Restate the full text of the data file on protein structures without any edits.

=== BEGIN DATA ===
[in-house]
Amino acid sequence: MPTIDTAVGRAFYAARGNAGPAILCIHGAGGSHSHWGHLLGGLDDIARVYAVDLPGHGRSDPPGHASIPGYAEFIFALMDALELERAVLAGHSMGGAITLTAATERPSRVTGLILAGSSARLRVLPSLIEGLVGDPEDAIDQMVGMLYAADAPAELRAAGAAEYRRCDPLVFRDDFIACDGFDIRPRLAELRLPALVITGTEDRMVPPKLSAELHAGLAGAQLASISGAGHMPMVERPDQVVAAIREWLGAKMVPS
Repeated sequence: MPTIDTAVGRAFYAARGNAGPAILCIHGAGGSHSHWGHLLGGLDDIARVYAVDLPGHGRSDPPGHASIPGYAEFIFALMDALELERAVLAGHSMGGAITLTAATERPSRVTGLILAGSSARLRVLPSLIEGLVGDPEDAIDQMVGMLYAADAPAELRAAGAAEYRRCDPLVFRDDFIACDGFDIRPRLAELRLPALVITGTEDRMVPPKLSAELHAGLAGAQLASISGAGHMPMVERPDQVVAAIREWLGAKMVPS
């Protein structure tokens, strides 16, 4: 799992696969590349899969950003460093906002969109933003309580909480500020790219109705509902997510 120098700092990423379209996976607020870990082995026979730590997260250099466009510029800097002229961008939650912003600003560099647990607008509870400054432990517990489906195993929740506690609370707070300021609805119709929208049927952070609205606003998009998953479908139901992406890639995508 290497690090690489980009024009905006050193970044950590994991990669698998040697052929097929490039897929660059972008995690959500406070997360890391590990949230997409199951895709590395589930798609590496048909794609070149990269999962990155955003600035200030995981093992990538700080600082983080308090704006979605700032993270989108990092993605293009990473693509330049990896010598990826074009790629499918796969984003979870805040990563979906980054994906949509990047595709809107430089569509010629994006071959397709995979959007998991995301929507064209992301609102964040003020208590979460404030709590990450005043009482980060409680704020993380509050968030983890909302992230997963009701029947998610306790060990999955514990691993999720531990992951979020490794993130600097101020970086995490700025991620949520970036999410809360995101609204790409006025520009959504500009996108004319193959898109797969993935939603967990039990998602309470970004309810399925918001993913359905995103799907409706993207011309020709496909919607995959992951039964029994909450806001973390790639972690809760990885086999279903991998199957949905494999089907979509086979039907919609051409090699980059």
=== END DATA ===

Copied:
[in-house]
Amino acid sequence: MPTIDTAVGRAFYAARGNAGPAILCIHGAGGSHSHWGHLLGGLDDIARVYAVDLPGHGRSDPPGHASIPGYAEFIFALMDALELERAVLAGHSMGGAITLTAATERPSRVTGLILAGSSARLRVLPSLIEGLVGDPEDAIDQMVGMLYAADAPAELRAAGAAEYRRCDPLVFRDDFIACDGFDIRPRLAELRLPALVITGTEDRMVPPKLSAELHAGLAGAQLASISGAGHMPMVERPDQVVAAIREWLGAKMVPS
Repeated sequence: MPTIDTAVGRAFYAARGNAGPAILCIHGAGGSHSHWGHLLGGLDDIARVYAVDLPGHGRSDPPGHASIPGYAEFIFALMDALELERAVLAGHSMGGAITLTAATERPSRVTGLILAGSSARLRVLPSLIEGLVGDPEDAIDQMVGMLYAADAPAELRAAGAAEYRRCDPLVFRDDFIACDGFDIRPRLAELRLPALVITGTEDRMVPPKLSAELHAGLAGAQLASISGAGHMPMVERPDQVVAAIREWLGAKMVPS
């Protein structure tokens, strides 16, 4: 799992696969590349899969950003460093906002969109933003309580909480500020790219109705509902997510 120098700092990423379209996976607020870990082995026979730590997260250099466009510029800097002229961008939650912003600003560099647990607008509870400054432990517990489906195993929740506690609370707070300021609805119709929208049927952070609205606003998009998953479908139901992406890639995508 290497690090690489980009024009905006050193970044950590994991990669698998040697052929097929490039897929660059972008995690959500406070997360890391590990949230997409199951895709590395589930798609590496048909794609070149990269999962990155955003600035200030995981093992990538700080600082983080308090704006979605700032993270989108990092993605293009990473693509330049990896010598990826074009790629499918796969984003979870805040990563979906980054994906949509990047595709809107430089569509010629994006071959397709995979959007998991995301929507064209992301609102964040003020208590979460404030709590990450005043009482980060409680704020993380509050968030983890909302992230997963009701029947998610306790060990999955514990691993999720531990992951979020490794993130600097101020970086995490700025991620949520970036999410809360995101609204790409006025520009959504500009996108004319193959898109797969993935939603967990039990998602309470970004309810399925918001993913359905995103799907409706993207011309020709496909919607995959992951039964029994909450806001973390790639972690809760990885086999279903991998199957949905494999089907979509086979039907919609051409090699980059």